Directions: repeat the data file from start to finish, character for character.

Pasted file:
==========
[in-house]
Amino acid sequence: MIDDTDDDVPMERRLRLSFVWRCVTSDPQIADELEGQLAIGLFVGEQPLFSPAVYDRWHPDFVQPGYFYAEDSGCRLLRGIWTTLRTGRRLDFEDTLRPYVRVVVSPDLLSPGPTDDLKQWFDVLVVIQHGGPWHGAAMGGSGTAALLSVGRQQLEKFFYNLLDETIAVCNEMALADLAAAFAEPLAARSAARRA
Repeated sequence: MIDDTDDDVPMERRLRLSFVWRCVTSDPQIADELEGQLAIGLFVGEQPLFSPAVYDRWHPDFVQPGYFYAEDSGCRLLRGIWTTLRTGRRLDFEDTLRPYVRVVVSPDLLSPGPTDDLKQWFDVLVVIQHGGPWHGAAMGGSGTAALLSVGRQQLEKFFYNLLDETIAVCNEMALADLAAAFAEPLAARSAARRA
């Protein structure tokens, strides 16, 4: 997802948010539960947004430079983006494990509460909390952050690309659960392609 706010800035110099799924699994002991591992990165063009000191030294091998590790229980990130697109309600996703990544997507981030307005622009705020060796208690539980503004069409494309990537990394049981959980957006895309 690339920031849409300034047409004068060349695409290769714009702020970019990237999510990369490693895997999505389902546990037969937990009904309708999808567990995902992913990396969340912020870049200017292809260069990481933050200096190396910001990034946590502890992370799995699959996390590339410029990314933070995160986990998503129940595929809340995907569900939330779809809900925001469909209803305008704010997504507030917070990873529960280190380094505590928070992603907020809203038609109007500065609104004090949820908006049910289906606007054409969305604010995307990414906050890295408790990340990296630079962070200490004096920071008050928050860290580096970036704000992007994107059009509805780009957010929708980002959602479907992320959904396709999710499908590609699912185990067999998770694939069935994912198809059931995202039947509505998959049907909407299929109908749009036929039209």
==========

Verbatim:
[in-house]
Amino acid sequence: MIDDTDDDVPMERRLRLSFVWRCVTSDPQIADELEGQLAIGLFVGEQPLFSPAVYDRWHPDFVQPGYFYAEDSGCRLLRGIWTTLRTGRRLDFEDTLRPYVRVVVSPDLLSPGPTDDLKQWFDVLVVIQHGGPWHGAAMGGSGTAALLSVGRQQLEKFFYNLLDETIAVCNEMALADLAAAFAEPLAARSAARRA
Repeated sequence: MIDDTDDDVPMERRLRLSFVWRCVTSDPQIADELEGQLAIGLFVGEQPLFSPAVYDRWHPDFVQPGYFYAEDSGCRLLRGIWTTLRTGRRLDFEDTLRPYVRVVVSPDLLSPGPTDDLKQWFDVLVVIQHGGPWHGAAMGGSGTAALLSVGRQQLEKFFYNLLDETIAVCNEMALADLAAAFAEPLAARSAARRA
């Protein structure tokens, strides 16, 4: 997802948010539960947004430079983006494990509460909390952050690309659960392609 706010800035110099799924699994002991591992990165063009000191030294091998590790229980990130697109309600996703990544997507981030307005622009705020060796208690539980503004069409494309990537990394049981959980957006895309 690339920031849409300034047409004068060349695409290769714009702020970019990237999510990369490693895997999505389902546990037969937990009904309708999808567990995902992913990396969340912020870049200017292809260069990481933050200096190396910001990034946590502890992370799995699959996390590339410029990314933070995160986990998503129940595929809340995907569900939330779809809900925001469909209803305008704010997504507030917070990873529960280190380094505590928070992603907020809203038609109007500065609104004090949820908006049910289906606007054409969305604010995307990414906050890295408790990340990296630079962070200490004096920071008050928050860290580096970036704000992007994107059009509805780009957010929708980002959602479907992320959904396709999710499908590609699912185990067999998770694939069935994912198809059931995202039947509505998959049907909407299929109908749009036929039209």